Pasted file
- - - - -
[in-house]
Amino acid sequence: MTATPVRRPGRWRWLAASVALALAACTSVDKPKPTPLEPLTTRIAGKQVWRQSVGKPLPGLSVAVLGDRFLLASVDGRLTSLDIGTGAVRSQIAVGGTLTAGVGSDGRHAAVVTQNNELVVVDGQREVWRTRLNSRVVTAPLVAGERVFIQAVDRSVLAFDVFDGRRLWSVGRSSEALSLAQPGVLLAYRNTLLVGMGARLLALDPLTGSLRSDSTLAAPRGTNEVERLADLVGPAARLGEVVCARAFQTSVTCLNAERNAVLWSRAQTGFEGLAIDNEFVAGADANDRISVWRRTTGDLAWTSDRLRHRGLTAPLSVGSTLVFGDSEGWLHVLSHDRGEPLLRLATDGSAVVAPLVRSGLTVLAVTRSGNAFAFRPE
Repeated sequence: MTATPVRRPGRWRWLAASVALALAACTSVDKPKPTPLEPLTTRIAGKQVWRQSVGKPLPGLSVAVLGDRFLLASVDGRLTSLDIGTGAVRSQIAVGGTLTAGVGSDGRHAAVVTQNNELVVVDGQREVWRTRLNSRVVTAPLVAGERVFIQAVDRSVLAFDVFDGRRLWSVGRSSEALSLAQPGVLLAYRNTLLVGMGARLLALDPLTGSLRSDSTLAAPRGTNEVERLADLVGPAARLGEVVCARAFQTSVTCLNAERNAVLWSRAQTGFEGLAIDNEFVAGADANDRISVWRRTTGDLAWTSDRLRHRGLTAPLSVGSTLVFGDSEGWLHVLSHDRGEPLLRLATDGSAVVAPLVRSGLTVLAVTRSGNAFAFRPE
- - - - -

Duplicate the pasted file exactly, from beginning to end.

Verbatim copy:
[in-house]
Amino acid sequence: MTATPVRRPGRWRWLAASVALALAACTSVDKPKPTPLEPLTTRIAGKQVWRQSVGKPLPGLSVAVLGDRFLLASVDGRLTSLDIGTGAVRSQIAVGGTLTAGVGSDGRHAAVVTQNNELVVVDGQREVWRTRLNSRVVTAPLVAGERVFIQAVDRSVLAFDVFDGRRLWSVGRSSEALSLAQPGVLLAYRNTLLVGMGARLLALDPLTGSLRSDSTLAAPRGTNEVERLADLVGPAARLGEVVCARAFQTSVTCLNAERNAVLWSRAQTGFEGLAIDNEFVAGADANDRISVWRRTTGDLAWTSDRLRHRGLTAPLSVGSTLVFGDSEGWLHVLSHDRGEPLLRLATDGSAVVAPLVRSGLTVLAVTRSGNAFAFRPE
Repeated sequence: MTATPVRRPGRWRWLAASVALALAACTSVDKPKPTPLEPLTTRIAGKQVWRQSVGKPLPGLSVAVLGDRFLLASVDGRLTSLDIGTGAVRSQIAVGGTLTAGVGSDGRHAAVVTQNNELVVVDGQREVWRTRLNSRVVTAPLVAGERVFIQAVDRSVLAFDVFDGRRLWSVGRSSEALSLAQPGVLLAYRNTLLVGMGARLLALDPLTGSLRSDSTLAAPRGTNEVERLADLVGPAARLGEVVCARAFQTSVTCLNAERNAVLWSRAQTGFEGLAIDNEFVAGADANDRISVWRRTTGDLAWTSDRLRHRGLTAPLSVGSTLVFGDSEGWLHVLSHDRGEPLLRLATDGSAVVAPLVRSGLTVLAVTRSGNAFAFRPE